MicroRNAs (miRNAs) mediate posttranscriptional gene regulation by binding to the 3â² untranslated region of messenger RNAs to either inhibit or enhance translation. The extent and hormonal regulation of miRNA expression by ovarian granulosa cells and their role in ovulation and luteinization is unknown. In the present study, miRNA array analysis was used to identify 212 mature miRNAs as expressed and 13 as differentially expressed in periovulatory granulosa cells collected before and after an ovulatory dose of hCG. Two miRNAs, Mirn132 and Mirn212 (also known as miR-132 and miR-212), were found to be highly upregulated following LH/hCG induction and were further analyzed. In vivo and in vitro temporal expression analysis by quantitative RT-PCR confirmed that LH/hCG and cAMP, respectively, increased transcription of the precursor transcript as well as the mature miRNAs. Locked nucleic acid oligonucleotides complementary to Mirn132 and Mirn212 were shown to block cAMP-mediated mature miRNA expression and function. Computational analyses indicated that 77 putative mRNA targets of Mirn132 and Mirn212 were expressed in ovarian granulosa cells. Furthermore, upon knockdown of Mirn132 and Mirn212 , a known target of Mirn132 , C-terminal binding protein 1, showed decreased protein levels but no change in mRNA levels. The following studies are the first to describe the extent of miRNA expression within ovarian granulosa cells and the first to demonstrate that LH/hCG regulates the expression of select miRNAs, which affect posttranscriptional gene regulation within these cells.
MicroRNAs (miRNAs) are small noncoding RNAs that posttranscriptionally regulate gene expression. Hundreds of miRNAs are expressed in mammals; however, their functions are just starting to be uncovered. MicroRNAs are processed from a long hairpin mRNA transcript, down to a â¼23-nucleotide duplex. The enzyme Dicer1 is required for miRNA processing, and mouse knockouts of Dicer1 are embryonic lethal before 7.5 days postcoitus. To examine the function of miRNAs specifically in the germline, we used a mouse model that expresses Cre recombinase from the TNAP locus and a floxed Dicer1 conditional allele. Removal of Dicer1 from germ cells resulted in male infertility. Germ cells were present in adult testes, but few tubules contained elongating spermatids. Germ cells that did differentiate to elongating spermatids exhibited abnormal morphology and motility. Rarely, sperm lacking Dicer1 could fertilize wild-type eggs to generate viable offspring. These results show that Dicer1 and miRNAs are essential for proper differentiation of the male germline.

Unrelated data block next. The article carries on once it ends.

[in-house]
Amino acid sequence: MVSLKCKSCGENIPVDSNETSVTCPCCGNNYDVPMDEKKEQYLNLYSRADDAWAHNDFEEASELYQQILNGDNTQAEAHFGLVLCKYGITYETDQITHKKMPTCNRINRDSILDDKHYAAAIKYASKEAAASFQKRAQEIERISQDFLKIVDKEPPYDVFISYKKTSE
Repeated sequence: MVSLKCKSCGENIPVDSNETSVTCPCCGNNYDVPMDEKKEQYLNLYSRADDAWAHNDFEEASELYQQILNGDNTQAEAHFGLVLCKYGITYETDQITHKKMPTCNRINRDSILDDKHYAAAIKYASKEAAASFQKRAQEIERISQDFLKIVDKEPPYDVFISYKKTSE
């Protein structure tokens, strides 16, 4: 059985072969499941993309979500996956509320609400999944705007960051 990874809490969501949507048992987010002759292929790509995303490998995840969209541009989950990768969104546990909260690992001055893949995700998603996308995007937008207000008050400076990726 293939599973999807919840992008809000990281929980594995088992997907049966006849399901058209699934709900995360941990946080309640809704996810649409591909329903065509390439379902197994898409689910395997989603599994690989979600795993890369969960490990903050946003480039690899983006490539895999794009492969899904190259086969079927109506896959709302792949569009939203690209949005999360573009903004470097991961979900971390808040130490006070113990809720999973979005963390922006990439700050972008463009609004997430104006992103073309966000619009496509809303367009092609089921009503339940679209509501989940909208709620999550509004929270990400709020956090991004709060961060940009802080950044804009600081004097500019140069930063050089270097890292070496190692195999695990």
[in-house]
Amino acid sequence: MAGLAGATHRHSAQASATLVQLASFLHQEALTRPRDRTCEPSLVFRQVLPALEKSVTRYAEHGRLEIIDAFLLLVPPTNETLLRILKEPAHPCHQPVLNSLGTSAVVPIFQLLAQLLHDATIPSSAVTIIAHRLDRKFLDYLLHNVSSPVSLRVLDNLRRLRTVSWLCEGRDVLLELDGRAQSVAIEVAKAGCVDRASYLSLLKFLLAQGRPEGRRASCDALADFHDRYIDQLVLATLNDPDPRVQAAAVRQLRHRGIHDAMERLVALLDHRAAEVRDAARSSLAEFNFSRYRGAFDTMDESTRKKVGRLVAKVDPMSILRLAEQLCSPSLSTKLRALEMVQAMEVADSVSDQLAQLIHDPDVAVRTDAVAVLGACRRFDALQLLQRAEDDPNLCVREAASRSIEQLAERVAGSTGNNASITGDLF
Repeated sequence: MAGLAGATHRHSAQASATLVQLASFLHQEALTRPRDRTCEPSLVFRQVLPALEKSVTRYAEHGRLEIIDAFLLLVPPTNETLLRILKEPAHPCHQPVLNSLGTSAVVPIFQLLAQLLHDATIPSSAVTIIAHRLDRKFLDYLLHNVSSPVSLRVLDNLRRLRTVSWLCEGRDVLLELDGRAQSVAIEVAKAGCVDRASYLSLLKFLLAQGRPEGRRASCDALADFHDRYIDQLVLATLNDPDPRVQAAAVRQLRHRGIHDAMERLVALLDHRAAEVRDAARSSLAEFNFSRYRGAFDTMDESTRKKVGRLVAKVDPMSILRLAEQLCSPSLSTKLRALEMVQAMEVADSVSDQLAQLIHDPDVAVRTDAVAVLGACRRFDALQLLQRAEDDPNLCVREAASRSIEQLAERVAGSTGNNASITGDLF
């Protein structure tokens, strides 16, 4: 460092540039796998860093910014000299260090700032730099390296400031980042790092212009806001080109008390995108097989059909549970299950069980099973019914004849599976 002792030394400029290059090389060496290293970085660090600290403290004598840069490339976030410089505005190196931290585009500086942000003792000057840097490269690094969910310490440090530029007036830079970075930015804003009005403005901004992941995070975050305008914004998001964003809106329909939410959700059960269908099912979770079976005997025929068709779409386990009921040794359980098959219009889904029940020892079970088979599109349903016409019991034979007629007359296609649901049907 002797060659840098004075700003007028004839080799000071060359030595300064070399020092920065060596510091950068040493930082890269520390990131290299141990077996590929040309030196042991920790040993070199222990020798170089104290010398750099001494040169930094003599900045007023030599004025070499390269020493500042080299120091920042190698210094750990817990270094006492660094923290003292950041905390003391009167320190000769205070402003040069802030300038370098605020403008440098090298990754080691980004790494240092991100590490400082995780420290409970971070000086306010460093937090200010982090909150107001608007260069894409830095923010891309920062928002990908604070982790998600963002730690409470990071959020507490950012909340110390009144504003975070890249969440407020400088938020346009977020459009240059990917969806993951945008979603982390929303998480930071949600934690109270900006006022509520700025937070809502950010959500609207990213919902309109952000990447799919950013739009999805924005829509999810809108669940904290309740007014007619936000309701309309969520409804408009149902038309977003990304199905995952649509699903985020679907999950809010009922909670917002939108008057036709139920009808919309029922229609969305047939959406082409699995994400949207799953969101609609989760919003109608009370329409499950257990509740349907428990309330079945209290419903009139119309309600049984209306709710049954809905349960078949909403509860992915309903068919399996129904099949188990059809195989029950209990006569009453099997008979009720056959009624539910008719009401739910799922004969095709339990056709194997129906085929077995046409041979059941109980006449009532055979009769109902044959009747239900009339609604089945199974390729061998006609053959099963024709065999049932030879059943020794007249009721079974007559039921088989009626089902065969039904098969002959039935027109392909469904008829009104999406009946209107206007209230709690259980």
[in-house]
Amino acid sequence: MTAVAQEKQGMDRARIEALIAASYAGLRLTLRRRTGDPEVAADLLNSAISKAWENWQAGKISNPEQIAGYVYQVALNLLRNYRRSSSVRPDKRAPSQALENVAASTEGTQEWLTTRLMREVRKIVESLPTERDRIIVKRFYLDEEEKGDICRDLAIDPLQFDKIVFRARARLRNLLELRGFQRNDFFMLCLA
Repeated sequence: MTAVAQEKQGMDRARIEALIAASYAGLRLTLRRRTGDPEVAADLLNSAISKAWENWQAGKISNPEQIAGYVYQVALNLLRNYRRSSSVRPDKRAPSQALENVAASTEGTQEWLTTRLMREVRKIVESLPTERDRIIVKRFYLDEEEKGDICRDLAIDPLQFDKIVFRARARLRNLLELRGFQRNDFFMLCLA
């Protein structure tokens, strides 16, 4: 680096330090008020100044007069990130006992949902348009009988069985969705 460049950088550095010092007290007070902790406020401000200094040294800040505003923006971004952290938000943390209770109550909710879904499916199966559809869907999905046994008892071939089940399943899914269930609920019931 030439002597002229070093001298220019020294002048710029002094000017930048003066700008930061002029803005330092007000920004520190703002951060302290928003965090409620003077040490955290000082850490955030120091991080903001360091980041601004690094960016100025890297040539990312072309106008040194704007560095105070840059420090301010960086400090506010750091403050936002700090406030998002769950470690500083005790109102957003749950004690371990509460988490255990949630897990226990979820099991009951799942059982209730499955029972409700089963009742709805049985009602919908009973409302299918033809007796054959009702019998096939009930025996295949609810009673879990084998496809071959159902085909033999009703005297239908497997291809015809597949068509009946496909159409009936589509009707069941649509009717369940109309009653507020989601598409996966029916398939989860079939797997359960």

Cells release diverse types of membrane-bound vesicles of endosomal and plasma membrane origin, termed exosomes and microvesicles, respectively. Extracellular vesicles (EVs) represent an important mode of intercellular communication by transferring select RNAs, proteins, and lipids between cells. The present studies tested the hypothesis that the elongating ovine conceptus and uterus produces EVs that mediate conceptus-maternal interactions during early pregnancy. In Study 1, EVs were purified from uterine luminal fluid of Day 14 cyclic sheep. The EVs were fluorescently labeled with PKH67 dye and infused into the uterine lumen of pregnant sheep for 6 days using an osmotic pump. On Day 14, labeled EVs were observed in the conceptus trophectoderm and uterine epithelia, but not in the uterine stroma or myometrium. In Study 2, Day 14 conceptuses were cultured ex vivo for 24 h and found to release EVs into the culture medium. Proteomics analysis of the Day 14 conceptus-derived EVs identified 231 proteins that were enriched for extracellular space and several protein classes, including proteases, protease inhibitors, chaperones and chaperonins. RNA sequencing of Day 14 conceptus-derived EVs detected expression of 512 mRNAs. The top-expressed genes were overrepresented in ribosomal functions and components. Isolated EVs from conceptuses were fluorescently labeled with PKH67 and infused into the uterine lumen of cyclic sheep for 6 days using an osmotic pump. On Day 14, labeled EVs were observed in the uterine epithelia, but not in the uterine stroma or myometrium. Labeled EVs were not observed in the ovary or in other maternal tissues. These studies support the ideas that EVs emanate from both the conceptus trophectoderm and uterine epithelia, and are involved in intercellular communication between those cells during the establishment of pregnancy in sheep.